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MEdIC Series | The Case of the FOAM Faux Pas

2017-03-05T14:18:40+00:00

The use of online open access secondary has increased recently. Many clinicians are turning to these resources for continuing education. There is debate about these resources that can occasionally result in conflict between early adopters and those with a more traditional approach. Please join us in discussing the case this of the FOAM Faux Pas. We would love your thoughts and advice.

SMACC

P.S. Teresa Chan, Brent Thoma, Sarah Luckett-Gatopoulos, and I would also like to invite you all to register for the ALiEM MEdIC pre-conference workshop at SMACC.  Come out and be part of a LIVE version of the ALiEM MEdIC case development and release for a special SMACC version of the case series!

MEdIC Series: The Concept

Inspired by the Harvard Business Review Cases and initially led by Dr. Teresa Chan (@TChanMD) and Dr. Brent Thoma (@Brent_Thoma), the Medical Education In Cases (MEdIC) series puts difficult medical education cases under a microscope. On the fourth Friday of the month, we pose a challenging hypothetical dilemma, moderate a discussion on potential approaches, and recruit medical education experts to provide “Gold Standard” responses. Cases and responses are be made available for download in PDF format – feel free to use them! If you’re a medical educator with a pedagogical problem, we want to get you a MEdIC. Send us your most difficult dilemmas (guidelines) and help the rest of us bring our teaching to the next level.

The Case of The FOAM Faux Pas

by Brent Thoma (@Brent_Thoma)

It was only her sixth month as staff, but Stacy had found her groove. In addition to all of her board exam studying, she had been regularly listening to podcasts and reading up on the latest literature on her favorite medical blogs. She felt like she may be as up-to-date on the medical literature as she may ever be and she was finally starting to feel comfortable as the attending in the department. She just had to determine the disposition for a couple more patients and she’d be off to go prepare for a date with her husband that night. Then she saw Dr. Walters coming towards her – and he looked mad.

“Just what were you thinking yesterday!?” he asked her, angrily.

Stacy thought back to her day yesterday to try and figure out what he was referring to. She had urgently consulted him on a globe rupture and he hadn’t been upset with her then. There was also that patient with the corneal abrasion that she sent to him for follow-up. That case had been so simple though – she didn’t miss something, did she?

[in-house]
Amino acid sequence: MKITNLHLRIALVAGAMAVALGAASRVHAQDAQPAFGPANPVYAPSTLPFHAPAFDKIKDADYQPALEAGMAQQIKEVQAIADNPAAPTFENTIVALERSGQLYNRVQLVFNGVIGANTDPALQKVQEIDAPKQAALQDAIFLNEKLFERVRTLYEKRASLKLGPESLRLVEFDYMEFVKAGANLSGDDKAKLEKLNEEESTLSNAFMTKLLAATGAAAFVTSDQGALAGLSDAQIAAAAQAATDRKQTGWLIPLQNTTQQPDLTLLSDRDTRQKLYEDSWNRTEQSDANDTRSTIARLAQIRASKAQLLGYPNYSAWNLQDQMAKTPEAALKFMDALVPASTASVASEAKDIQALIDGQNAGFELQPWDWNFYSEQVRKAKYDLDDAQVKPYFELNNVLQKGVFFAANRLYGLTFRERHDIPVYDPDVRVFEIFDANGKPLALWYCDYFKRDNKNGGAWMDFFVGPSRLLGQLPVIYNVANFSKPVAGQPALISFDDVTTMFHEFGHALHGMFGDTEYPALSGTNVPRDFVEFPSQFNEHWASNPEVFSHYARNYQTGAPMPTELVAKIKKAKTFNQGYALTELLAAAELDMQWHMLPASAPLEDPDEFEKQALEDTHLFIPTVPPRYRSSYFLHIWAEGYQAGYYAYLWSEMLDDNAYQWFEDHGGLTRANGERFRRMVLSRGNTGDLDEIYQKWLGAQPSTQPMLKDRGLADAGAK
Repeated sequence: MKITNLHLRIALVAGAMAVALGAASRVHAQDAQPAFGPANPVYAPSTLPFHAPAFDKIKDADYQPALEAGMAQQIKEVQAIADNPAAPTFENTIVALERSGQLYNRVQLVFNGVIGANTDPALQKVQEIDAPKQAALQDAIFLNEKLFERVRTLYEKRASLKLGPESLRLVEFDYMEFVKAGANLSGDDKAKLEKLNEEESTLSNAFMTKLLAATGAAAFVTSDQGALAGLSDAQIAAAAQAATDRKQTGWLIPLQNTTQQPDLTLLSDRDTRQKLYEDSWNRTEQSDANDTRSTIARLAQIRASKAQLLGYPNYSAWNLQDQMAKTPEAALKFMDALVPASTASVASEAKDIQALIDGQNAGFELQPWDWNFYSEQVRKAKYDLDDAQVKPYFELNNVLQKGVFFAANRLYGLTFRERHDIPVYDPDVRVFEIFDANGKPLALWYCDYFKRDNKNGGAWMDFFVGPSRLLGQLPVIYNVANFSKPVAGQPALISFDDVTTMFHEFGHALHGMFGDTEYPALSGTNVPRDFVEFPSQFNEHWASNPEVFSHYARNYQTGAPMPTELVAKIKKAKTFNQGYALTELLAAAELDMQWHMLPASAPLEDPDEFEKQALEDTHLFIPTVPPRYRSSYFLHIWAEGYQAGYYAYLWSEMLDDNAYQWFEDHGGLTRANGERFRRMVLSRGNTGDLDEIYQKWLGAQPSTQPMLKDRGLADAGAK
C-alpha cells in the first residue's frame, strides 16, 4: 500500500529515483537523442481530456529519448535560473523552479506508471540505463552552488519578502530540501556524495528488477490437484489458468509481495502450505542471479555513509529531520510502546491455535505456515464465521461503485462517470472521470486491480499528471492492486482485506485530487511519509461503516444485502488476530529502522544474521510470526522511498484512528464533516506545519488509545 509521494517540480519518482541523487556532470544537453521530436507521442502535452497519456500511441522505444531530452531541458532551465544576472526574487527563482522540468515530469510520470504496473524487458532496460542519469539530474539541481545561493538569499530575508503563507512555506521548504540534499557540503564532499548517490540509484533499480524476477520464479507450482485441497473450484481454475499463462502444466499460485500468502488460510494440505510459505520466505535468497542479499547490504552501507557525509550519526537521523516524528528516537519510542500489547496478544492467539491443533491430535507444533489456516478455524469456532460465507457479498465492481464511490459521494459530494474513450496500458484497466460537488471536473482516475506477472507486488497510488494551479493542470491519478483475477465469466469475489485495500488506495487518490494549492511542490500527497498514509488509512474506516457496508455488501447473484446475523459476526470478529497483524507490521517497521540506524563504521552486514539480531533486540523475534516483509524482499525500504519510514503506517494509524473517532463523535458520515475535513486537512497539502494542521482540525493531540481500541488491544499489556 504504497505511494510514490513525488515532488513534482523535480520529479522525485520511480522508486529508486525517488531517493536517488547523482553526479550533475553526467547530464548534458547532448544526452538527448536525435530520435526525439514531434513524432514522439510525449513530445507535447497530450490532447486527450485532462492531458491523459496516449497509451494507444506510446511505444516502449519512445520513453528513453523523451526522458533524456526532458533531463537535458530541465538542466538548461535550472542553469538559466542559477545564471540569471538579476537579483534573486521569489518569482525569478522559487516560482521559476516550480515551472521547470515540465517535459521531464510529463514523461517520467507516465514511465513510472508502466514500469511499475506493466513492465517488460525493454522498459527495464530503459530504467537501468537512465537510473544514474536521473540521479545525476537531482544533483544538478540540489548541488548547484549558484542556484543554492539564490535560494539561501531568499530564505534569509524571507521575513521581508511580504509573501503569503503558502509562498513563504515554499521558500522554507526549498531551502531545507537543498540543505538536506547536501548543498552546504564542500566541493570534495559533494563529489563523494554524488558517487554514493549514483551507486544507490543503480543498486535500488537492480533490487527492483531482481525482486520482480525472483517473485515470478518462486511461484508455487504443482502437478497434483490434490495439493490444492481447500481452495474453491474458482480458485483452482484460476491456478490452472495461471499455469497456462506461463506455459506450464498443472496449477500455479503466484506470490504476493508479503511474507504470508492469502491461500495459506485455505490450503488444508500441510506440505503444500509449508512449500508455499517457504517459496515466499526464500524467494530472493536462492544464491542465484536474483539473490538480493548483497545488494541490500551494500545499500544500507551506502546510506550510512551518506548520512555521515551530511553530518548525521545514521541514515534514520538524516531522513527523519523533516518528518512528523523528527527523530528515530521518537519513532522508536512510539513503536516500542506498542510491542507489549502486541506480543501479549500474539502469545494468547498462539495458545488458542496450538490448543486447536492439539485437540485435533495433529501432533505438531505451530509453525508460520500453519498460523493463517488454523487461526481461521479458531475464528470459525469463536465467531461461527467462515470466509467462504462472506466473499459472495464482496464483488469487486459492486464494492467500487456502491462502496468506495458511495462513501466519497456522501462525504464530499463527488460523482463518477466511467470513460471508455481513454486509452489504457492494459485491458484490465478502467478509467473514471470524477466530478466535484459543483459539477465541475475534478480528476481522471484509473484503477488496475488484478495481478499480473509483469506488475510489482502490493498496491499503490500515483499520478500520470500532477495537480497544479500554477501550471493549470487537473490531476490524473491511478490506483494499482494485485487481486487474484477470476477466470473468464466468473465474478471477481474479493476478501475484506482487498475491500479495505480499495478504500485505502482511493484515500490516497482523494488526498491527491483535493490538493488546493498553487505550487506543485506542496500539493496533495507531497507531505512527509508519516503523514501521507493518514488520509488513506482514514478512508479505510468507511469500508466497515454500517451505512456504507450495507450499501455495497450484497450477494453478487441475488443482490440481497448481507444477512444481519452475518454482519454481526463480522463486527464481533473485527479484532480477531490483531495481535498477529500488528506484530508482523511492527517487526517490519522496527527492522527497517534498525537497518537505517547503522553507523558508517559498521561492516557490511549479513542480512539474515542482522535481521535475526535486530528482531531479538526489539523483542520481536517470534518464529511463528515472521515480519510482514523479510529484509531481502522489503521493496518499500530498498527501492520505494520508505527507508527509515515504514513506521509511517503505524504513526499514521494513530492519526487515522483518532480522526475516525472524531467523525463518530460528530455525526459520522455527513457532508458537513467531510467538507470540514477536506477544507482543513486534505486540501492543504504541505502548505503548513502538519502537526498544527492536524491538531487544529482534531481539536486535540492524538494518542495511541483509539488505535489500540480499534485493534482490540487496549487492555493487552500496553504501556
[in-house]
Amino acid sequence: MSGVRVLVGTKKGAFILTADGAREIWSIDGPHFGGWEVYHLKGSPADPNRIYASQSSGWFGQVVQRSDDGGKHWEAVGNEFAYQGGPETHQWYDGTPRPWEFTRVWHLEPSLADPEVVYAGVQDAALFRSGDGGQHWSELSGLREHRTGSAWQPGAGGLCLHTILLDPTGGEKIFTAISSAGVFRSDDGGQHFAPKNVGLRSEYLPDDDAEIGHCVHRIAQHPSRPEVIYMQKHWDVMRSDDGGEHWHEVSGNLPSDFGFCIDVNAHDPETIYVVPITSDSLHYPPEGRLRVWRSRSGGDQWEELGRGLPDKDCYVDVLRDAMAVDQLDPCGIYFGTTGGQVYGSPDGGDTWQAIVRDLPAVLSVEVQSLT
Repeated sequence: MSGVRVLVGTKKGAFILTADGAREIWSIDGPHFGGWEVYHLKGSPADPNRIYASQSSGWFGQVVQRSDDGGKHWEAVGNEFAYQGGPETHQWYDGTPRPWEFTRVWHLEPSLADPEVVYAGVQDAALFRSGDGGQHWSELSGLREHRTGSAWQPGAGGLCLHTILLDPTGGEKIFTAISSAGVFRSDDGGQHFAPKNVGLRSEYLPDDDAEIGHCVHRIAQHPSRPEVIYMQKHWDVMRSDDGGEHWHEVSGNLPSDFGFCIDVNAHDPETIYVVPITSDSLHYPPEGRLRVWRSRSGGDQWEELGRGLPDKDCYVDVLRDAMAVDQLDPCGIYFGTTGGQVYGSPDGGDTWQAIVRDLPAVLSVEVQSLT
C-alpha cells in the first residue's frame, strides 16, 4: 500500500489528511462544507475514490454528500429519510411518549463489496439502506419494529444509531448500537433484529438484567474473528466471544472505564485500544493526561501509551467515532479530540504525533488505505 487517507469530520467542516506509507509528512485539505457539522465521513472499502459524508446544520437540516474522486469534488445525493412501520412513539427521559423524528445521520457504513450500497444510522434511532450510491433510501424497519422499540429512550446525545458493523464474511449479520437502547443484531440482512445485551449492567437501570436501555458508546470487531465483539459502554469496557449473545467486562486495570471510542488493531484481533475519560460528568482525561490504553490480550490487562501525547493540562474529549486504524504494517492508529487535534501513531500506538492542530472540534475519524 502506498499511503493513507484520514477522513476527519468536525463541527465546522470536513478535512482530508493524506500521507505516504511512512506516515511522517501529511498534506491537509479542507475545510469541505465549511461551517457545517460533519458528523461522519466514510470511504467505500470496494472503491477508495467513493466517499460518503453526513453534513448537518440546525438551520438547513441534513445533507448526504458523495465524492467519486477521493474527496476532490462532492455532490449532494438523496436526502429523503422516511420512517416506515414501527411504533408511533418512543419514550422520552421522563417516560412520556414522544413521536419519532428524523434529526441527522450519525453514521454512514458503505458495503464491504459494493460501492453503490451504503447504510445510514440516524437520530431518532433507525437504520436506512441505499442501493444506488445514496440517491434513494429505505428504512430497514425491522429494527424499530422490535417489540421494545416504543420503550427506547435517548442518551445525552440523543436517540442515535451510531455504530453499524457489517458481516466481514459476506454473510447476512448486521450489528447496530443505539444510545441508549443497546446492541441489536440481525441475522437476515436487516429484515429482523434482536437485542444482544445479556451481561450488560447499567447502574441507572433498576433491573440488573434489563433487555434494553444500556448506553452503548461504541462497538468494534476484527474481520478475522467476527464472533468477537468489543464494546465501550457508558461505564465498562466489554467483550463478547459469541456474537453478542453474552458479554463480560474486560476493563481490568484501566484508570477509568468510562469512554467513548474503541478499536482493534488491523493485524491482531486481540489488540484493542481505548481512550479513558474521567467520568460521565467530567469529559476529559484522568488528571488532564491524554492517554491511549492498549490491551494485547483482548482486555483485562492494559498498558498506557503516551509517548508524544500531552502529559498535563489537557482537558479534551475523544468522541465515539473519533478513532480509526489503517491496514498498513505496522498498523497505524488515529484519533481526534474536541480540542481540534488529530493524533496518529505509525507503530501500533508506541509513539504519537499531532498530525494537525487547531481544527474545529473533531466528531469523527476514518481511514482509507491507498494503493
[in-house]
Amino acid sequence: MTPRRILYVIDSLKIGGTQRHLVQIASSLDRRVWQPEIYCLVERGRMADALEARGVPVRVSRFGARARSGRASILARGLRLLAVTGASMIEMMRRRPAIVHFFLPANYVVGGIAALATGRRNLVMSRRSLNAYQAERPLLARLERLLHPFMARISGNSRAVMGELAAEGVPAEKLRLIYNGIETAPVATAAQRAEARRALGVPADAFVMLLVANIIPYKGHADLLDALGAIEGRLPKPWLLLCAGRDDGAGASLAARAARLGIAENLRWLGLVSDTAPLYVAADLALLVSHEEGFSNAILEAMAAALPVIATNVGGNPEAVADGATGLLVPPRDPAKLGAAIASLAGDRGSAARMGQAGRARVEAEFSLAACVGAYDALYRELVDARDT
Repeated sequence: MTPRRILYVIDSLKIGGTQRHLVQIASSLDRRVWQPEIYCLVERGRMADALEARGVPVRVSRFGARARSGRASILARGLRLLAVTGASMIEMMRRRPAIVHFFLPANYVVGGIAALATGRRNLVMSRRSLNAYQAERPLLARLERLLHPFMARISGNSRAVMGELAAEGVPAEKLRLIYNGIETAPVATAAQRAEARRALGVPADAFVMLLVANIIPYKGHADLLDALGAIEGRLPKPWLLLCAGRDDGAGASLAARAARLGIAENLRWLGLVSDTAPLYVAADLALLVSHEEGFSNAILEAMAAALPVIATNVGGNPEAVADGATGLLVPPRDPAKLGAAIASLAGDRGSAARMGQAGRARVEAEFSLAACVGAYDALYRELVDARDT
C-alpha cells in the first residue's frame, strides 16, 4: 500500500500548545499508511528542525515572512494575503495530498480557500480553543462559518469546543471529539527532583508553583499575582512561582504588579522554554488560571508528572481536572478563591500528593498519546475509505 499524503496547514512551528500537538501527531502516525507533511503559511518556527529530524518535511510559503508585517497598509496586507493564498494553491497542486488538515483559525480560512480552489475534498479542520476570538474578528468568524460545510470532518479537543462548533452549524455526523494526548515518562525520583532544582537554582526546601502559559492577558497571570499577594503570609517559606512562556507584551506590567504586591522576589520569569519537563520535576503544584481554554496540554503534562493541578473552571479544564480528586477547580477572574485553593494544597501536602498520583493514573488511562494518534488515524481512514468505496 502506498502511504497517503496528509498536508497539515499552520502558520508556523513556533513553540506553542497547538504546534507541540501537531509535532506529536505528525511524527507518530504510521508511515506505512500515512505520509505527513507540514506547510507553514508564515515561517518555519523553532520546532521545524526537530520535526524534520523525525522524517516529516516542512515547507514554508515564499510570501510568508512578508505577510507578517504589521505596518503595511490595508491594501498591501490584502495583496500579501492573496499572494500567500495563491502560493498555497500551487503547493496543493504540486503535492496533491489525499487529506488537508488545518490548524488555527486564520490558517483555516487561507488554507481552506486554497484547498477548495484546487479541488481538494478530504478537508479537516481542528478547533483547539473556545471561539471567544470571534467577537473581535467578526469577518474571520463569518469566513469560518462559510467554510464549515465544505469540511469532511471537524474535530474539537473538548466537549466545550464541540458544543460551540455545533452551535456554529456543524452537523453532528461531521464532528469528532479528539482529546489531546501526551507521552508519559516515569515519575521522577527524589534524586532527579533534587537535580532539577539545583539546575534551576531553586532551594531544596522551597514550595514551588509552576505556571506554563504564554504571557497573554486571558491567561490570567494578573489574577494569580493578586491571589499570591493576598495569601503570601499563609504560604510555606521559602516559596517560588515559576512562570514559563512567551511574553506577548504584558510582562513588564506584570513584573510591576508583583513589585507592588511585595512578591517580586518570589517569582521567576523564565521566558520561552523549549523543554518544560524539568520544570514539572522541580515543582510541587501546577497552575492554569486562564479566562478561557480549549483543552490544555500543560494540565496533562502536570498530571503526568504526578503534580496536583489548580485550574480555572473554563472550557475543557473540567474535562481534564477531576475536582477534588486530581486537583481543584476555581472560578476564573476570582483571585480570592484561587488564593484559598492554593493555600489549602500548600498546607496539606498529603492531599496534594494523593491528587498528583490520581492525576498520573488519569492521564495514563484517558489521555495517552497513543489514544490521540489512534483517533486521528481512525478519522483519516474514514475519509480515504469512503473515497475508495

“I’m not sure what you’re referring to, Dr. Walters.”

“Tetracaine? You gave Tetracaine to a patient with a corneal abrasion? What were you thinking!? I thought we taught you better than that at this medical school.”

“Well…”

“Well what?” he cut her off, “She could have lost her eye! Who taught you that this was okay?”

“Well actually, Dr. Walters, I heard about it on a podcast. I understand that there’s some new evidence that suggests it’s actually safe to use dilute tetracaine in these pat-“

“A podcast…” he replied, “A podcast? So is that how we practice medicine these days? Looking up what some random quacks on the internet have to say? I thought we taught you better than that.”

Stacy’s eyes dropped to the floor as she began to question herself.


You are one of Stacy’s long term mentors and she just relayed this story to you. She is quite distraught both over how Dr. Walters responded and questioning her use of secondary sources such as blogs and podcasts for her education.

Key Questions

  1. How would you counsel Stacy about this negative encounter with her colleague? What are main factors contributing to the conflict? What should she do next?
  2. Do you think Dr. Walters’ skepticism of Stacy’s reliance on secondary sources is reasonable? With the large body of available primary literature how should emergency medicine physicians stay “safely” up to date?
  3. How would you have responded to Dr. Walters in this scenario?

Weekly Wrap Up

As always, we posted the expert responses and a curated commentary derived from the community responses one week after the case was published. This time the two experts are:

  • Dr. Anton Helman, is an Emergency Physician at North York General in Toronto. He is an Assistant Professor at the University of Toronto, Division of Emergency Medicine, the Education Innovation Lead at the Schwartz-Reisman Emergency Medicine Instititute and is on the advisory board of The Teaching Institute. He is the founder and host of Emergency Medicine Cases.
  • Dr. Tessa Davis, is a Paediatric EM physician in Sydney. She develops and encourages health innovation through Don’t Forget the Bubbles, GuidelinesForMe, iClinicalApps, Learnmed.

On May 1, 2015 we will post the Expert Responses and Curated Community Commentary for the Case of The FOAM Faux Pas. After that date, you may continue to comment below, but your commentary will no longer be integrated into the curated commentary. That said, we’d love to hear from you, so please comment below!

All characters in this case are fictitious. Any resemblance to real persons, living or dead, is purely coincidental. Also, as always, we will generate a curated community commentary based on your participation below and on Twitter. We will try to attribute names, but if you choose to comment anonymously, you will be referred to as your pseudonym in our writing.

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Eve Purdy, BHSc MD

Eve Purdy, BHSc MD

Queen's University in Kingston, Ontario, Canada
Student editor at BoringEM.org
Founder of manuetcorde.org
Brent Thoma, MD MA
ALiEM Associate Editor
Emergency Medicine Research Director at the University of Saskatchewan
Editor/Author at CanadiEM.org
Brent Thoma, MD MA